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  • The Midnight Library written by Matt Haig
    By: Destiny Breniser   What if you had the chance to live another life instead of the one you are currently living? This story turns the idea of a multiverse on its head centered on what happens when you die.  This book was published in 2020 with its genre being science fiction. The place you go when […]
  • They Both Die at the End – General Review
    Summer break is the perfect opportunity to get back into reading. Adam Silvera’s (2017) novel, They Both Die at the End, can serve as a stepping stone into the realm of reading. The pace is fast, action-packed, and develops loveable characters. Also, Silvera switches point of view each chapter where narration mainly focuses on the protagonists, […]

I’m proud of my public university

Public colleges, private universities, technical schools, and all other types of post-secondary education institutions offer unique educational opportunities to many different kinds of students. All colleges are intrinsically unique and each one offers a multitude of different educational and academic experiences and programs exclusive to that particular university; a bachelor’s degree from college A will be fundamentally different from a bachelor’s degree from college B, no matter the number of similarities. So why is it, when every single university has something special to offer to its respective student body, that certain people (regardless of their educational backgrounds or collegiate affiliations) will lump colleges into generalized groups and deride them on unsubstantiated claims? Things such as this make this particular columnist quite testy and irritable when it comes to the topic of collegiate prestige and reputations.

So, just what am I writing about? I’m writing about people’s interpretations of, and ideas towards college prestige, as previously mentioned. Put simply, it is the concept that certain colleges are, by their specific graces, more distinguished, sophisticated, refined, and renowned than other schools, rendering the latter inferior to the former. Fundamentally, this whole concept’s effect on the reputation of a college is dependent on human opinions and sentiments, rendering it flawed to begin with. According to this model of college prestige, a college which is refuted as being classy and educationally advanced can develop a sort of intangible reputation-related dominance over other schools over time, given that such other schools do not improve how they are perceived in the public eye. This relates directly to issues that I, among others, have faced in going to a

public college.

For the latter portion of my senior year of high school, I was occasionally addled, criticized, and antagonized whenever the topic of college came up. The reason for such treatment? College-specific prestige and reputation. Although BGSU is an affordable, diverse, and culturally varied college with excellent educational programs, some people never seemed to get past the “party school” reputation so commonly associated with the University. Private-school hopefuls would sometimes deride my college choice, claiming it was an easy four-year college with little to no academic merit, and that a bachelor’s degree from BGSU carried very little weight. It is exactly this kind of ignorance which promotes the idea of college prestige in an unfair and biased way. I have nothing against private schools, but I do have a particular dislike of the private-school-superiority-by-all-means-because-they’re-just-better-than-public-schools mentality. Unfortunately, college prestige also has the direct potential to influence plausible students to apply to a university, whether public or private, for sometimes irrelevant and non-educational reasons.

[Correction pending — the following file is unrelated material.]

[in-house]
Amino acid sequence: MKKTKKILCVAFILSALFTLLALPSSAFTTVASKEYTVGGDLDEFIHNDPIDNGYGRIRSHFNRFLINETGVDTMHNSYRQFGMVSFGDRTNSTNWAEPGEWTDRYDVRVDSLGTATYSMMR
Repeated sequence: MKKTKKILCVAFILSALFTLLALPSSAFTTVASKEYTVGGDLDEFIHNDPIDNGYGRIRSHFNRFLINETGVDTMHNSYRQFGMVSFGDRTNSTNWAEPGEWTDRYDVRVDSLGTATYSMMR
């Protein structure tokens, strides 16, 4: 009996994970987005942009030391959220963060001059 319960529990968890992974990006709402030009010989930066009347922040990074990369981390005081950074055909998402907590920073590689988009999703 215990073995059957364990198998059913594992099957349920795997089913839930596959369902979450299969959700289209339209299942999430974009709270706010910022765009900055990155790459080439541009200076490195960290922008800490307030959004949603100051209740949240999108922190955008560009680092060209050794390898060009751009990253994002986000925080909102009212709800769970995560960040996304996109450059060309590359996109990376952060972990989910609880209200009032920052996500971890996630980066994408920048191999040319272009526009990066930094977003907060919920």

As any person will tell you, sports teams can do a great deal to improve an organization’s image in the public eye – collegiate sports are not an exception. As of late, Ohio State University has been forced to radically change its admission requirements. High school GPA, ACT scores and extracurricular activities play a greatly increasing role in determining who gets in and who is left on the cold Columbus concrete. The total number of admitted students? Over 50,000 of them. Needless to say, all other applicants were turned down. I can safely assume this drastic increase in applications to OSU is the direct result of the rise of the Buckeyes’ football program (now we all know why so many University students wear scarlet ‘ gray on campus). However, not all was good and grand for Ohio State University. During the doldrums period of the late 1970s and mid 1980s, it can be argued OSU had a somewhat less prestigious reputation. Though never unsavory by any means, OSU undoubtedly enjoys more commerce nowadays than it did 25 years ago. OSU has always had an excellent medical science and medicine program, but the success of its football team is what has lured thousands upon thousands of students to its campus. This is an example of how a college’s reputation can override its importance as an educational institution.

The prestige and allure of a winning sports team can heavily influence thousands of people to consider applying to a college and this is evidenced by the current situation at Ohio State University.

Pardon me if I sound opinionated (which I am – this is a column!), but the primary reason to attend a university should be for educational reasons, not ones pertaining to college football. Furthermore, a college should be judged on its merits, and not be derided on the basis of hype-fueled, unsubstantiated rumors and myths. College is a time to learn, not a time to criticize others for their post-secondary choices or to cave into the idea certain schools are better than others based on their reputations.

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